The Joy of Good Flavor and its Side Effects

My dad’s 20-year marathon of outrunning cancer has been tripped up by over-medication and infections. So at the moment, he has very little appetite, and his mouth and throat are sore from thrush. Even favorites like soft cornbread with homemade jam cause too much discomfort. It’s a challenge to provide a flavor and texture that will get him interested in eating and give him some pleasure. But it is worth it to see the good that a delectable treat can do to brighten his day.

Homemade, creamy soups are really easy to come up with. Just choose your savory ingredients – garlic, shallots, onions, herbs and spices – to saute first. Add something to thicken, like potatoes or cashews, and then the garden-fresh veggies of your choice. Cover with water and cook until soft, then run through the blender. You can make a million tasty combinations this way. I just made one with spring onions, potatoes, fake-bacon, and freshly shelled peas, seasoned with a bit of veggie parmesan cheese. I stay away from dairy, as it can feed infections and cause gassy stomach problems in a debilitated tummy.

Another easy way to get flavor and nutrients delivered is in a sort of mousse. I steamed fresh asparagus (a bunch broken into small pieces), then blended 4 egg yolks, 1 cup of cashew milk (unsweetened), salt and pepper and vegetarian parmesan with the cooked asparagus. I whipped the egg whites until frothy and folded whites into the other mix. I buttered a loaf pan and then lined that with bread crumbs. Baked at 375 for 50-60 minutes. Serve cool. You can swap out asparagus for broccoli or other veggies, pureed or otherwise. The asparagus happens to be having a great season, and it is absolutely bursting with flavor – which is what it takes to make a person really enjoy eating under these circumstances. Bold, fresh flavor that shouts springtime (or whatever season you are in) and is full of life. The mousse, while having a soft and fluffy texture, does not have that baby-food sense to it. This is grown-up food. And it’s NOT hospital food.

But, even though i didn’t prepare it myself, and white sugar is not your friend, i’ll admit that the one thing that is making my dad really perk up is raspberry sorbetto (with real fruit) from an upscale ice cream maker. It’s cool on his sore tongue. The texture is nice, and the berry flavor really wakes up the taste buds. He closes his eyes, smiles and says, “mmm-mmm-mmm, that’s good!” Works every time.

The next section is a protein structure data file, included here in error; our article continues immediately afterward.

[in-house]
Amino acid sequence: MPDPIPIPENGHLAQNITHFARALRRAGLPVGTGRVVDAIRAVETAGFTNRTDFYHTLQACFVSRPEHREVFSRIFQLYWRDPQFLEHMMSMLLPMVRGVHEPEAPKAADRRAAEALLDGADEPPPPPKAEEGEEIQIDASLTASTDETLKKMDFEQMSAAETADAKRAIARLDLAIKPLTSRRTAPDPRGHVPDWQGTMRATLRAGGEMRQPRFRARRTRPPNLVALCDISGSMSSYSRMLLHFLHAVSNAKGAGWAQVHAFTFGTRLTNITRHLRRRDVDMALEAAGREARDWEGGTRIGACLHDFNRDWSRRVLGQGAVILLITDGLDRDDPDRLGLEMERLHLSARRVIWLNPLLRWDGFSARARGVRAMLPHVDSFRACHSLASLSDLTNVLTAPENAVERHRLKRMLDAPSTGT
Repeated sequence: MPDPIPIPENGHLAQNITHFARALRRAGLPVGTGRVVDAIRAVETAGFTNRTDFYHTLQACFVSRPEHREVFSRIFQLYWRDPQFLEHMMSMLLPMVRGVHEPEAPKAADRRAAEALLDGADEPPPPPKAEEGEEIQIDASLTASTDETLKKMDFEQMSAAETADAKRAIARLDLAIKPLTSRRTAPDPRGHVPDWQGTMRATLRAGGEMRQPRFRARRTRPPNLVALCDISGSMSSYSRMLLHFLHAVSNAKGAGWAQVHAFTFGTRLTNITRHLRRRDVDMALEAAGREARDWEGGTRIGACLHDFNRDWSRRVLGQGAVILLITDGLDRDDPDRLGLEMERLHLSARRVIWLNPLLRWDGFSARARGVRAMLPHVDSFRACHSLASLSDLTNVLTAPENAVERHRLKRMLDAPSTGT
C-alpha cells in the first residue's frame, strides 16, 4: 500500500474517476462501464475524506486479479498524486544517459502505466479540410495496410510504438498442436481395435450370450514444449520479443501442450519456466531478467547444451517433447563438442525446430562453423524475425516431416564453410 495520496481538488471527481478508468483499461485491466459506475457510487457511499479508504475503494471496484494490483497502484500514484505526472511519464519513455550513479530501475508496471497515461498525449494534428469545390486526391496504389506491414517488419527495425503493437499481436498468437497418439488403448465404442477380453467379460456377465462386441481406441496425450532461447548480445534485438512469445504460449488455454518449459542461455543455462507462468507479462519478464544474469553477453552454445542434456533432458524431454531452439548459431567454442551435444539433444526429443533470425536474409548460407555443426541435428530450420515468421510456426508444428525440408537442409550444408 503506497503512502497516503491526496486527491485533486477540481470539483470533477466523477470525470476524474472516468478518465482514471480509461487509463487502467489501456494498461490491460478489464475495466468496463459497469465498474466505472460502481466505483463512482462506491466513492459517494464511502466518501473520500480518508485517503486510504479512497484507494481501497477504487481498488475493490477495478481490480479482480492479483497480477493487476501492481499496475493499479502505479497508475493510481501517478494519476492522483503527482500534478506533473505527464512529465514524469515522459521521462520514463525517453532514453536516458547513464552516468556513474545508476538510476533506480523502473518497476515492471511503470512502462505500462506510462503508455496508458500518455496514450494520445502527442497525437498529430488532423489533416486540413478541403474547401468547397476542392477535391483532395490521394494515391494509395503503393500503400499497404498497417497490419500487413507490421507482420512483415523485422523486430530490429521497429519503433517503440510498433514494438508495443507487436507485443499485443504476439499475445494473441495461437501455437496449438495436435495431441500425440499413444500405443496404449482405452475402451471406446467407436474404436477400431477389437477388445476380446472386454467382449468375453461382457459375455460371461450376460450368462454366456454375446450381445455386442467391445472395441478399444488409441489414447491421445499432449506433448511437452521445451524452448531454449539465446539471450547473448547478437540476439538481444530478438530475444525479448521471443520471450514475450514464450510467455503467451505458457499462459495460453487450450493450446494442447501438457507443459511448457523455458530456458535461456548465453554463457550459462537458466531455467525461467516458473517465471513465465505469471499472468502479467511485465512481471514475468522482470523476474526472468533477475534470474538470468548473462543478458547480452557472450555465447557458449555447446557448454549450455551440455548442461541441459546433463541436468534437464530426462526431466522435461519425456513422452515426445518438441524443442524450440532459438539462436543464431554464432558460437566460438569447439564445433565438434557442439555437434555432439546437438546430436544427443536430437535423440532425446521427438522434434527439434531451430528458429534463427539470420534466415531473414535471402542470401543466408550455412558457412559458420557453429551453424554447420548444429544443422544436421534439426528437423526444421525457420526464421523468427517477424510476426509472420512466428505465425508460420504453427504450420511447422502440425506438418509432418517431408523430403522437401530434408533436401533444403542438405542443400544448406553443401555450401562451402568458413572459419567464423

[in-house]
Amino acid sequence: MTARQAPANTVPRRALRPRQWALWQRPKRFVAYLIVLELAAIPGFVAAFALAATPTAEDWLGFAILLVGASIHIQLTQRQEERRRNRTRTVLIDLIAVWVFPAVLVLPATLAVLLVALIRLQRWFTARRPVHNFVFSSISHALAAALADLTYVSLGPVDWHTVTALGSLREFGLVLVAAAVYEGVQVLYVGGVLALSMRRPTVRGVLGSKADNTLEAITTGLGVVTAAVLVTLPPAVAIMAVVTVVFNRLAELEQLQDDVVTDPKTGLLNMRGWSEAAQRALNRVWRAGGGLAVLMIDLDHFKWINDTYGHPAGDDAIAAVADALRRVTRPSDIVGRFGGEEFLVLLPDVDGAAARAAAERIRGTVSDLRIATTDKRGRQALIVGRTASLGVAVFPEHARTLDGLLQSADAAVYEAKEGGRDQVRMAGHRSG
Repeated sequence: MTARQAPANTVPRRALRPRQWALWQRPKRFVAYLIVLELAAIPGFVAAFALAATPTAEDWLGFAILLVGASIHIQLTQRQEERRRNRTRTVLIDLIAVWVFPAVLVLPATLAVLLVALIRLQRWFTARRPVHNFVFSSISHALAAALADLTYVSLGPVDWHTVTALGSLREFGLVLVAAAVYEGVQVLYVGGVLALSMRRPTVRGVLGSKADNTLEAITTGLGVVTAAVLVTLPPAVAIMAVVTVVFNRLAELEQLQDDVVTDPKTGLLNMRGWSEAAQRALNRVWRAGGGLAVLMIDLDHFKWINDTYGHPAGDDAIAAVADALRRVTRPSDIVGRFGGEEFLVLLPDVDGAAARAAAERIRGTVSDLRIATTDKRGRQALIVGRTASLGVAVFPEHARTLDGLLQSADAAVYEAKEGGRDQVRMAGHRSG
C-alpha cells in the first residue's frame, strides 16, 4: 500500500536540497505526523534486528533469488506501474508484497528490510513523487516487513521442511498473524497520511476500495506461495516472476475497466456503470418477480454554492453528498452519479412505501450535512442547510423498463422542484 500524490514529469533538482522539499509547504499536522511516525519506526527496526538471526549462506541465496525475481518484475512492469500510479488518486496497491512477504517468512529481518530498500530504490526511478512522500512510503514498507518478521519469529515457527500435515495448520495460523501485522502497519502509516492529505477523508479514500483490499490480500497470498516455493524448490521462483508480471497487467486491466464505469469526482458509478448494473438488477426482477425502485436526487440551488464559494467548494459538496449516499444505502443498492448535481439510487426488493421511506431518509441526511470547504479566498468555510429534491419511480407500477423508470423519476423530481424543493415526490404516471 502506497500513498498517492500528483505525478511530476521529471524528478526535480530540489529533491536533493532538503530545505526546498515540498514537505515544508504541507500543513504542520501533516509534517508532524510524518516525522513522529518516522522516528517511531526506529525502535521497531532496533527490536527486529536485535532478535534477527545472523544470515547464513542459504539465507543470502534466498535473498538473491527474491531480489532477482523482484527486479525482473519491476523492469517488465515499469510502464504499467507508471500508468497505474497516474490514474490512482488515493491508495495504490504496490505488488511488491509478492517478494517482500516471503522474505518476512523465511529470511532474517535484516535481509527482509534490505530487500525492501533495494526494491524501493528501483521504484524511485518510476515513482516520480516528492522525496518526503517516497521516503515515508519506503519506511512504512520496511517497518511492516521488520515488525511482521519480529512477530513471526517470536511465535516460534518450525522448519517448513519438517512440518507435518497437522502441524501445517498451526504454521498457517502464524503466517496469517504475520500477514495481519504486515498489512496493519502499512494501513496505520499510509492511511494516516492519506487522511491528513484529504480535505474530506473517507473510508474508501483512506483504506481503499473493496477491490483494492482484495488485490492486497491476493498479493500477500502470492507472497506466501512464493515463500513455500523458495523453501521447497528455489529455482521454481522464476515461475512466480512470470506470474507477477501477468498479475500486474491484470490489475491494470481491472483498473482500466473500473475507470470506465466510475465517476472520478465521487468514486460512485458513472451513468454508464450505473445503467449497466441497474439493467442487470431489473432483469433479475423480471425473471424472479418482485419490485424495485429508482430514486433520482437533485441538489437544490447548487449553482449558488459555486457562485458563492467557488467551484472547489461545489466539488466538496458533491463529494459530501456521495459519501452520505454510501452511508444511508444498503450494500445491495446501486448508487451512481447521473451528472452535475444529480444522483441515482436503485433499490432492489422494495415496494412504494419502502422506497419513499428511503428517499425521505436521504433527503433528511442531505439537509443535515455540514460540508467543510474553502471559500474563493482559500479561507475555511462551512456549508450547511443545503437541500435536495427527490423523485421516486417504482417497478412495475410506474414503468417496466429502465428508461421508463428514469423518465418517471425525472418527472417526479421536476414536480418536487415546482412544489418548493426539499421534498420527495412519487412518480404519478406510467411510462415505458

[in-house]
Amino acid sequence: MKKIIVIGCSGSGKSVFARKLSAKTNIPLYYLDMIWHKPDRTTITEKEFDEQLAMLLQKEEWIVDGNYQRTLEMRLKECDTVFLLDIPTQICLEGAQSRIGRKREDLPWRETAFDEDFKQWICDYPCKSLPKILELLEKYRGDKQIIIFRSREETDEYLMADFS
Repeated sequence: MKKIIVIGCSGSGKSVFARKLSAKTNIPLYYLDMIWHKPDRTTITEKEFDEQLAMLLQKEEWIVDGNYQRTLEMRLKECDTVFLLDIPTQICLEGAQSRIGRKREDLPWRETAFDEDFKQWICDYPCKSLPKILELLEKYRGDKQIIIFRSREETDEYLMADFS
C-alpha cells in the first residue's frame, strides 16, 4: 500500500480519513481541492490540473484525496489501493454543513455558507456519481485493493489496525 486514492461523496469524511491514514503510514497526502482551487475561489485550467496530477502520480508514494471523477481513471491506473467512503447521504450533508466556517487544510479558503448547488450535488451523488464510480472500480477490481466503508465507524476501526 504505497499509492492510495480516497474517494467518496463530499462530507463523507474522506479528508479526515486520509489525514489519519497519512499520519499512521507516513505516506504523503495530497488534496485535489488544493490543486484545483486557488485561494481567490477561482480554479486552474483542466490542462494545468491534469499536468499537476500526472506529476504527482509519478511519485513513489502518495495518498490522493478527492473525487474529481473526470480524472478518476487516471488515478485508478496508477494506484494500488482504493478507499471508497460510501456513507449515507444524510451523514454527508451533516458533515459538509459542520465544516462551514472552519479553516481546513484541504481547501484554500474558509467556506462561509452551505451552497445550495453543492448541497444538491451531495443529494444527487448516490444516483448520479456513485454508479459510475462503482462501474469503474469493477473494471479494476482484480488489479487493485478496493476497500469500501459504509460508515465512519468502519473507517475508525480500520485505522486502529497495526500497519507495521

So while good quality food and nutrition are always a priority, and these foods keep up nutrition and hydration, the joy of a great flavor, experiencing some delight in spite of the difficult situation, a topic for some conversation on a positive note, something that brings a smile…all that is important for the person who is sick and the caregiver too.

I really don’t mean that you should wait until one is bed-ridden or in dire conditions. At every stage – each step with its own stresses, discomforts, pains, and fears – healthy, vibrant comfort food can help. Remember that taste connects to the brain in a very interesting way (see this Society for Neuroscience article for more info) and can stimulate or soothe, evoke great memories or just delight the senses. Cooking healthfully fantastic food for yourself or for a loved-one can also be empowering, as it’s in your own hands to provide the joy and nutrients that add to overall well-being. If asparagus mousse or a yummy pumpkin curry soup or a favorite sorbet can provide a bright spot in a bleak situation, take the time to savor every bite of the good stuff.

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